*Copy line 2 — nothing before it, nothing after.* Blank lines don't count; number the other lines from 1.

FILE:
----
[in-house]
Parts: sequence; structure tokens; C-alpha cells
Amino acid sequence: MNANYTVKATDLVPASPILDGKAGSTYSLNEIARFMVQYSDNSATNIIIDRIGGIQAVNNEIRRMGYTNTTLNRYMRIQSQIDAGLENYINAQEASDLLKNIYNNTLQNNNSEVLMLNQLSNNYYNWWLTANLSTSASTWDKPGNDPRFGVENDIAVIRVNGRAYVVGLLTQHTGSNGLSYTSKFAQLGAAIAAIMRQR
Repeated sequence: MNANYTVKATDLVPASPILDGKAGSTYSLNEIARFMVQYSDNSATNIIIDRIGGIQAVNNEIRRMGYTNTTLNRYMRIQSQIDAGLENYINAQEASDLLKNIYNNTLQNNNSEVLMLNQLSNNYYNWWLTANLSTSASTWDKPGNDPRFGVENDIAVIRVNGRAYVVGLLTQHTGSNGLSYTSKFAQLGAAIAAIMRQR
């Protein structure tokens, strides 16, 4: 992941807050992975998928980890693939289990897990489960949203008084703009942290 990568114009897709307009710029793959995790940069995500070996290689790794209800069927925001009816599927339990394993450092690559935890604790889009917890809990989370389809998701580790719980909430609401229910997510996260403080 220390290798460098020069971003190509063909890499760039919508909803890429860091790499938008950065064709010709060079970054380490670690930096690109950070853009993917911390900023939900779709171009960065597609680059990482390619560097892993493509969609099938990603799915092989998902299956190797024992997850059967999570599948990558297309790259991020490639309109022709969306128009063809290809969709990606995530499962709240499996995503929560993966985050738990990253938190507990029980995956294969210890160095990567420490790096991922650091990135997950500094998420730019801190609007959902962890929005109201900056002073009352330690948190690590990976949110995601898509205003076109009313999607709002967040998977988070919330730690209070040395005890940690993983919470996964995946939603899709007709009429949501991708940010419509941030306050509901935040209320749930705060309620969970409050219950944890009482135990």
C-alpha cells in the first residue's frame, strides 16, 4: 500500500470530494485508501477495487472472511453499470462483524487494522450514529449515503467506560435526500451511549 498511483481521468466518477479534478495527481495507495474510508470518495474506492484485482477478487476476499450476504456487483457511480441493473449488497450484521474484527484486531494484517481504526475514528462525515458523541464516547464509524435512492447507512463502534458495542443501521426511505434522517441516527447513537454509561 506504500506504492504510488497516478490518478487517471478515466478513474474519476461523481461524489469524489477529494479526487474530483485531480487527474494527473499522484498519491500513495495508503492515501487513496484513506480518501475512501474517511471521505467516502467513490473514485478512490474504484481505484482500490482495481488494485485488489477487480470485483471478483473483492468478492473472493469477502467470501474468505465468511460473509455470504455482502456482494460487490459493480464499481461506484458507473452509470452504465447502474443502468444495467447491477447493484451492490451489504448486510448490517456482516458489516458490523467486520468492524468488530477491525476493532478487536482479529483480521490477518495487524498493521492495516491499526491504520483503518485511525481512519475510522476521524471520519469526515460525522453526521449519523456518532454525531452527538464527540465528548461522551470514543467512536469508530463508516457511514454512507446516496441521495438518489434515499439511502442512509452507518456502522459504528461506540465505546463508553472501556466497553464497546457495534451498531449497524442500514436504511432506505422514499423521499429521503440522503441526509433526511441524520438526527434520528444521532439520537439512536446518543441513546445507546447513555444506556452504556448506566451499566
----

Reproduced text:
Parts: sequence; structure tokens; C-alpha cells